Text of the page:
thousands of years since the poetry of Deborah, virtually
no Hebrew poetry was composed by women until the twentieth
century. Rachel Bluwstein is considered the “founding
mother” of modern Hebrew poetry by women. Known by
her first name, Rachel achieved the status of a beloved
national poet of Israel. Her poetry often captured the spirit
of the Second Aliyah, the pioneering generation.
history, successive waves of aliyot are categorized by date
and country of origin.
First Aliyah (1882-1903): 35,000 immigrants
from the Russian empire and from Yemen.
Aliyah (1904-1914): 40,000 Jews mainly from Russia
following pogroms; many from this group had strong socialist
beliefs, and they established the first kibbutz, Degania,
in 1909 and revived the Hebrew language.
Aliyah (1919-1923): 40,000 Jews from the Russian
empire, many well-trained in agriculture; they converted
swamps and marshes into productive agricultural land.
(1924-1928): Polish and Hungarian Jews fleeing from anti-Semitism.
Immigration quotas in the U.S. excluded them, and these
middle class immigrants moved to growing Israeli towns.
Aliyah (1929-1939): associated with the rise
of Nazism in Germany; mostly professionals from Germany
and Eastern Europe.
Bet: name given to illegal immigration to Palestine
during World War II and the years that followed until
independence, Israel continued to receive significant waves
of immigrants from Arab lands, from Ethiopia, and from the
was born in Saratov in northern Russia in 1890, the eleventh
daughter of Isser-Lieb Bluwstein with his second wife, Sophia
Mandelshtam. Her maternal grandfather was the chief Rabbi
of Riga, then later, Kiev. She grew up in a well-to-do,
educated household in Poltava, Ukraine, attending both Jewish
and secular schools. After high school, she studied painting
she was 19, Rachel and her sister, Shoshana, traveled to
Italy to study art and philosophy. En route, they visited
Israel or Palestine, then the Ottoman province of Southern
Syria. They decided to make Aliyah and settled in Rehovot,
a town founded by Eastern European immigrants (olim), where
Rachel worked in orchards and learned Hebrew.
moved to Kevutzat Kinneret, on the Sea of Galilee, where
she studied at a women’s agricultural school established
by Hannah Maizel, an early pioneer. Swept up by the socialist
Zionist movement, Rachel said that she switched from painting
art and playing music “to painting with the soil and
playing with the hoe.” During this time she had a
romantic relationship with Zalman Rubshov Shazar, the object
of many of her love poems, who became the third president
she traveled to France to study drawing and agriculture.
Unable to return to Palestine during World War I, she spent
the war years in Odessa and taught Jewish refugee children.
Unfortunately, she contracted tuberculosis, then an incurable
disease, during her stay.
1919 she returned to Palestine to work on Kibbutz Degania,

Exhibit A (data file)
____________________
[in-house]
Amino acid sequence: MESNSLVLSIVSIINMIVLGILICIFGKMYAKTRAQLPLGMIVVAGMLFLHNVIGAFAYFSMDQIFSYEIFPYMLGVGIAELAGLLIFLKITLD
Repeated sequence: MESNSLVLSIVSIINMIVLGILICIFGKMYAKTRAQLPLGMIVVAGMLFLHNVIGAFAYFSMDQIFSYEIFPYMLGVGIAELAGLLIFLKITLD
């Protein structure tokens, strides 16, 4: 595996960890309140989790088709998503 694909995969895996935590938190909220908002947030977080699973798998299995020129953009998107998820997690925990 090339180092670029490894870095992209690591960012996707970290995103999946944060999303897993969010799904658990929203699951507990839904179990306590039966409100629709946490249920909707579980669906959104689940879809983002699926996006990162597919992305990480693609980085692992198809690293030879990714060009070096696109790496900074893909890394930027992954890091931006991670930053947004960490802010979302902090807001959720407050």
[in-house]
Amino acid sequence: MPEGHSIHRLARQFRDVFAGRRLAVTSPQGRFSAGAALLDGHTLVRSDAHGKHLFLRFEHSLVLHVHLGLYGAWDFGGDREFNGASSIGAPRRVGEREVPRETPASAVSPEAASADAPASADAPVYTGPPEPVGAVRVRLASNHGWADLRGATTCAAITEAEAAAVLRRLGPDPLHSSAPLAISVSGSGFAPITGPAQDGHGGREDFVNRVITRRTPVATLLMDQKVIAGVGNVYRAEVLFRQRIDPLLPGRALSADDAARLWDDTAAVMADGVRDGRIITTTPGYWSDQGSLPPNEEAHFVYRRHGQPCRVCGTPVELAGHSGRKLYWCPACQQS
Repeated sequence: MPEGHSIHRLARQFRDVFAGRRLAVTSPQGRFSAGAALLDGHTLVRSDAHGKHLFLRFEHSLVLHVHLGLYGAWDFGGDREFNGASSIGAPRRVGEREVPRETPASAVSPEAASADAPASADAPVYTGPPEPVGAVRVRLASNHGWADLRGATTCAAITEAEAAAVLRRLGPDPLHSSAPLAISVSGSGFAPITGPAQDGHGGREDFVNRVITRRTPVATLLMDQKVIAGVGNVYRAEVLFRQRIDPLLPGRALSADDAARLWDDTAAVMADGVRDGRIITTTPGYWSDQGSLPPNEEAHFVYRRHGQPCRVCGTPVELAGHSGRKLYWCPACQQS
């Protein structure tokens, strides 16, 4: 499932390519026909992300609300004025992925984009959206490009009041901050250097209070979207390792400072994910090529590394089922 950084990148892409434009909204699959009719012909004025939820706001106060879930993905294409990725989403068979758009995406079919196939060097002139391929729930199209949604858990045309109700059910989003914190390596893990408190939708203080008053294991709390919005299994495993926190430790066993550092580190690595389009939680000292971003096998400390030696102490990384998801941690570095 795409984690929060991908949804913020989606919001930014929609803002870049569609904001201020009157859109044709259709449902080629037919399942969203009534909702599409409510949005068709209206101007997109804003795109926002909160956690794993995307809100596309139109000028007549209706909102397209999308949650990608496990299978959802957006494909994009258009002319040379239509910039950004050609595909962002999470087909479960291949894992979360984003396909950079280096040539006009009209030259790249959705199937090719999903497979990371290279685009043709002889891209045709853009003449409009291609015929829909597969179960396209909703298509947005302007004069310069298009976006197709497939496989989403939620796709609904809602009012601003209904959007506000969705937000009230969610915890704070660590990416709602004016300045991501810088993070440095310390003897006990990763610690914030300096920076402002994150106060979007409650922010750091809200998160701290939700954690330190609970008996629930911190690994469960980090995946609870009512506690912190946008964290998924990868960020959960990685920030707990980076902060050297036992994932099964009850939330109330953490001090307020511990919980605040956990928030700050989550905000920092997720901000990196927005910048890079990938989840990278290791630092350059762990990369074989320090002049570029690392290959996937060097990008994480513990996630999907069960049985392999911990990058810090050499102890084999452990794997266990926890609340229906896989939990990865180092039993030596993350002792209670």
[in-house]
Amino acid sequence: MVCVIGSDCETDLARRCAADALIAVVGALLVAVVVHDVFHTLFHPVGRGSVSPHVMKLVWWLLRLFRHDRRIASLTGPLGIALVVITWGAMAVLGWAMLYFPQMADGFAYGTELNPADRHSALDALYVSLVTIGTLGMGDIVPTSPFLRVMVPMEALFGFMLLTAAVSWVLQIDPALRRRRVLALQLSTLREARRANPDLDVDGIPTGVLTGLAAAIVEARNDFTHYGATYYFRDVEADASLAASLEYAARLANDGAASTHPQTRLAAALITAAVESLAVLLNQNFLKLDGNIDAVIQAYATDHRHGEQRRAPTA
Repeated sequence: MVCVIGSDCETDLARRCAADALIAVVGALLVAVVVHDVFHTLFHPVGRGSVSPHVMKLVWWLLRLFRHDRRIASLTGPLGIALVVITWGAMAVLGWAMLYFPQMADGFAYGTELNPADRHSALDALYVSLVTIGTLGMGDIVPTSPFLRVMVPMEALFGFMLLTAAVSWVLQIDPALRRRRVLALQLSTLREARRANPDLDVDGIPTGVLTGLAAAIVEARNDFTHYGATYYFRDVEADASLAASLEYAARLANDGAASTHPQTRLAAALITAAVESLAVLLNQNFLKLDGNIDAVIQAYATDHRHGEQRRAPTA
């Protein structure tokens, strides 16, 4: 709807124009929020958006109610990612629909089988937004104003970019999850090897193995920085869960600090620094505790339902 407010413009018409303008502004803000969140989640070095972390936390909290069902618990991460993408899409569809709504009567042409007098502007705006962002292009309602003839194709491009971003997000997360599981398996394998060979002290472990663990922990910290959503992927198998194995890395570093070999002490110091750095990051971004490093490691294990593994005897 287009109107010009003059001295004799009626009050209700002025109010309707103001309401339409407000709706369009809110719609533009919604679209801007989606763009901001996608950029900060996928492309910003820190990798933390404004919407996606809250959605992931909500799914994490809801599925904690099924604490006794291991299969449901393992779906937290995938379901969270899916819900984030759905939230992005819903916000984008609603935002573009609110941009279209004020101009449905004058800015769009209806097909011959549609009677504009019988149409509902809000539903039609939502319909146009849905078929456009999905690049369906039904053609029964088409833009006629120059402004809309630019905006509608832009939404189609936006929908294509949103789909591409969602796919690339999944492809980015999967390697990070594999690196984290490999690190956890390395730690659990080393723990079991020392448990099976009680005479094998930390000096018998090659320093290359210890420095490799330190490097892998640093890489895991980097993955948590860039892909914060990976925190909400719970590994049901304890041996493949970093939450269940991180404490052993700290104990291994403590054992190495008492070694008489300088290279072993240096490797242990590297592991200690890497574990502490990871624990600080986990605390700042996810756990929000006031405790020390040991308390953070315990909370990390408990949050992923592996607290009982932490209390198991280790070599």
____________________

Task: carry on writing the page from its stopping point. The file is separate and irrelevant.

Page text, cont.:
an agricultural kibbutz on the south shore of Lake Kinneret.
Degania was organized in 1909 and was the first kibbutz
of the Yishuv, the Jewish community of Palestine. But once
she was diagnosed with tuberculosis, she could no longer
look after the children of the kibbutz, for fear of contagion.
She spent the rest of her life living in Petah Tikvah, Jerusalem,
and Tel Aviv, finally entering a sanatorium in Gedara.
died in 1931, at the age of 41. She was buried in the Kinneret
cemetery in a grave overlooking the Sea of Galilee, near
many of the socialist ideologues of the second and third
waves of immigration to Palestine.
began writing poetry at age 15, first in Russian and later
in Hebrew. She wrote in a conversational style, with clear,
simple lyrical lines. Her poems were published weekly in
the Hebrew newspaper Davar and quickly became popular in
the Israel Jewish community. Rachel’s poetry contains
deep and emotional descriptions about connection to the
land of Israel, feelings of loneliness and loss, longing
for love, and dealing with human fate and the mystery of
death. She often laced her poetry with references to biblical
events and characters, thus connecting the past with the
present. Many of her poems were set to music, and anthologies
of Rachel’s poetry remain bestsellers in Israel.
Israelis read Rachel’s poetry and learn about their
pioneering founders’ intense attachment to the land.
In one of her most famous poems, To My Country, Rachel writes:
haven’t sung to you, my country.
I have not glorified your name
with great heroic deeds,
or loot from the battlefield.
hands have simply planted a tree
on Jordan’s calms shores.
My feet have simply formed a path
through the fields.
a humble gift it is,
I know this, Mother.
Indeed, your daughter’s offering makes
a very humble gift:
Only the thrilling cry of joy,
on the day the light will break through,
Only my secret tears for you,
for your present misery.
poem features a unique female voice in portraying the experience
of the Zionist pioneers (halutsim). The poem accentuates
the modesty of her gifts and contrasts them to the male
domain of armed struggle. Though seemingly simple and mundane,
Rachel’s contributions are symbolic. Tree planting
is a sacred ritual in national Hebrew culture and are icons
of Zionist national revival, “striking roots”
in the ancient Jewish homeland. Creation of a path through
the fields is a ritual enactment of ownership over the land.
Additionally, Rachel alludes to the homeland as a mother
and herself as the daughter, suggesting an intimate bond.
However, in this case there is a role reversal, as the child
plays a nurturing role to the mother. The ancient Jewish
homeland has been waiting for the return of its children
to be rescued from desolation. Rachel weeps for the land’s
current state of misery and will rejoice when the country
gave up a life of comforts and culture to become a Zionist
pioneer. When her life was cut short by a terminal illness,
she responded by capturing the Israeli pioneer experience
through her poetry.